Lord God, thank you for the gift of life and all that comes with it. Grow in me a heart that fills with joy when I have the privilege of giving back some of what you’ve given me. Amen.

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Dr. Amy Oden

Dr. Amy Oden

Dr. Amy Oden is Professor of Early Church History and Spirituality, teaching at several seminaries. Teaching is her calling, and she looks forward to every day with students. Her latest book (Right Here, Right Now: The Practice of Christian Mindfulness, Abingdon Press, 2017) traces ancient mindfulness practice for Christians today.

Do you want to live tight-fisted or open-handed? Close your hand into a fist. Now squeeze it closed even tighter. Count to 20. Notice the energy it takes to hold it tightly closed.

We often do this spiritually. We grip our blessings tightly and, usually unbeknownst to us, that takes a lot of energy. A closed fist requires us to maintain vigilance, rarely relaxed into trust. It’s exhausting to cling to our resources, misunderstanding them as prizes for our efforts.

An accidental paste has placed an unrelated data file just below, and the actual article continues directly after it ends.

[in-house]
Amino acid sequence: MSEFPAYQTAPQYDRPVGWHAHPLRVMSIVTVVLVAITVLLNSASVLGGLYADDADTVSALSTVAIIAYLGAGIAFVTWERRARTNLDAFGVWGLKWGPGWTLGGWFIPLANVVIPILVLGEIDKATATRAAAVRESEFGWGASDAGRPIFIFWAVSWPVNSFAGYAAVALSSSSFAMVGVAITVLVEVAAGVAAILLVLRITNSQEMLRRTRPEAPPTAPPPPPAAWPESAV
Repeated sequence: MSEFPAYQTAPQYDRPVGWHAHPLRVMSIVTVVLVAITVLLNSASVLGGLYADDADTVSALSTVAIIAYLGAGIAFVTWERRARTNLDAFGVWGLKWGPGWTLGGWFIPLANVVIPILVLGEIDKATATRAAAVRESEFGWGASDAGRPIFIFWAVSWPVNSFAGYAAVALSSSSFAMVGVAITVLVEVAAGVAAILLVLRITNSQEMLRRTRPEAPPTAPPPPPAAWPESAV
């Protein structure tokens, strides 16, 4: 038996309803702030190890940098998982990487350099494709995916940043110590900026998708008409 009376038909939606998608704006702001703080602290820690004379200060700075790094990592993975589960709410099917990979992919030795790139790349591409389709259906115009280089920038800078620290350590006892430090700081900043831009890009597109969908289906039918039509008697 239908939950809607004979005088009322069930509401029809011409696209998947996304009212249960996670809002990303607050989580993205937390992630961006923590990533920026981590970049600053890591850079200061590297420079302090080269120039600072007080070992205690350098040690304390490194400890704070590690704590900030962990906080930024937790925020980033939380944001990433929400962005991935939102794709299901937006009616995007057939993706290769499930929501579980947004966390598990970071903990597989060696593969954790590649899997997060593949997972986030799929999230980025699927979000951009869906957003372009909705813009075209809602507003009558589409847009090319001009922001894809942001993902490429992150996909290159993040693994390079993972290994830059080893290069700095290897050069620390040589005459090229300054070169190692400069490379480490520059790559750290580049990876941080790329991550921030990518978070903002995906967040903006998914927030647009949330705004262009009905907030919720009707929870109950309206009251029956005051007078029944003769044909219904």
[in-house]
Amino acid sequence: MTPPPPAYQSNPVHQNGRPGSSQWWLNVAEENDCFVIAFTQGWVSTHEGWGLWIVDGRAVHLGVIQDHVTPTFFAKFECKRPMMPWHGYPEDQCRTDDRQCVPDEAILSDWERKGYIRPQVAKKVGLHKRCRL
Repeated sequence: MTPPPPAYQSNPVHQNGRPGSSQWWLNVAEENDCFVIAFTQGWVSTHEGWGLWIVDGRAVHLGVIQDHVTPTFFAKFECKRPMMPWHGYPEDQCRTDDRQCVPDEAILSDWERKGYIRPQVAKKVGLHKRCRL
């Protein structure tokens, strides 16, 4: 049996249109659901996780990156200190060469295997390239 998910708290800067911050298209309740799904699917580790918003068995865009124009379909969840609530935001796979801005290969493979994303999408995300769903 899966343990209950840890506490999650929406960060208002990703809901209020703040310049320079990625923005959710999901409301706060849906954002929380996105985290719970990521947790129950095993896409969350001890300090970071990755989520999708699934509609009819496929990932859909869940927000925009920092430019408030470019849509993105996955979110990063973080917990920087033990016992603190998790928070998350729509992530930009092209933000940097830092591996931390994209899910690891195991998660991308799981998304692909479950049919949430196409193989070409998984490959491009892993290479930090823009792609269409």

What if we lived open-handed? What if we saw our resources, not as prize, but as blessing poured into our lives for the sake of others? For the sake of the world God so loves?

If we allow the resources that flow into our lives to flow through us and out into the world, we find ourselves more free. We are more available to receive God’s good gifts and more able to release them for God’s purposes in the world.

I’ve shared from time to time in the Insights blog about my journey with my husband through his dementia. He passed away peacefully last month. That journey helped me learn to stay open-handed, to receive its gifts rather than grip tightly to preserve control. Grace has abounded!

Of course, like so much of the gospel, this is upside-down thinking, counter-intuitive. We assume that we will be secure and happy only when we grip tightly to what we have. But Jesus invites us to the Way that leads to Life.

Today, let’s try living open-handed, ready to receive and ready to give. Amen.